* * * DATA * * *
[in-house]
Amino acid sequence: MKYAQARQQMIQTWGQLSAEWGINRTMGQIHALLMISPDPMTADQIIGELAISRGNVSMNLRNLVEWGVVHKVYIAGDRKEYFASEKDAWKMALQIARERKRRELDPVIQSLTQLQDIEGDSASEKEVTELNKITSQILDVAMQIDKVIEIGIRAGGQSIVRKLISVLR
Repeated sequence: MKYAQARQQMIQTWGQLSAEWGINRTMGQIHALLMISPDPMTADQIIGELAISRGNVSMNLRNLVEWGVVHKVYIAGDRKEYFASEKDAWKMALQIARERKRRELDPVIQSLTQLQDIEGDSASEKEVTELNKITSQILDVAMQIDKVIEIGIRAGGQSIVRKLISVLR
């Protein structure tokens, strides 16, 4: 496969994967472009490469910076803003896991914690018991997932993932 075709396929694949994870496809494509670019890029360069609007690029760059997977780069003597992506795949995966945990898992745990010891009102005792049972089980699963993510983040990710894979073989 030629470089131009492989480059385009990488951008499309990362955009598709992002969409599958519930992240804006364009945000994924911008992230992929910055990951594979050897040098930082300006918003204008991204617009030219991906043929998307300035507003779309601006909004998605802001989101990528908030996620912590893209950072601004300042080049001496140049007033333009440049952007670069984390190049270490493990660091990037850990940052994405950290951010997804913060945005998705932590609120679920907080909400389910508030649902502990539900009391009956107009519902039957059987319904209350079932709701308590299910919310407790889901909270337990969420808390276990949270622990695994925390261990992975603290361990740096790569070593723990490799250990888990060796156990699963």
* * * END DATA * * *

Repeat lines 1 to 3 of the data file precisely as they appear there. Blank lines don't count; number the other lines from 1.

[in-house]
Amino acid sequence: MKYAQARQQMIQTWGQLSAEWGINRTMGQIHALLMISPDPMTADQIIGELAISRGNVSMNLRNLVEWGVVHKVYIAGDRKEYFASEKDAWKMALQIARERKRRELDPVIQSLTQLQDIEGDSASEKEVTELNKITSQILDVAMQIDKVIEIGIRAGGQSIVRKLISVLR
Repeated sequence: MKYAQARQQMIQTWGQLSAEWGINRTMGQIHALLMISPDPMTADQIIGELAISRGNVSMNLRNLVEWGVVHKVYIAGDRKEYFASEKDAWKMALQIARERKRRELDPVIQSLTQLQDIEGDSASEKEVTELNKITSQILDVAMQIDKVIEIGIRAGGQSIVRKLISVLR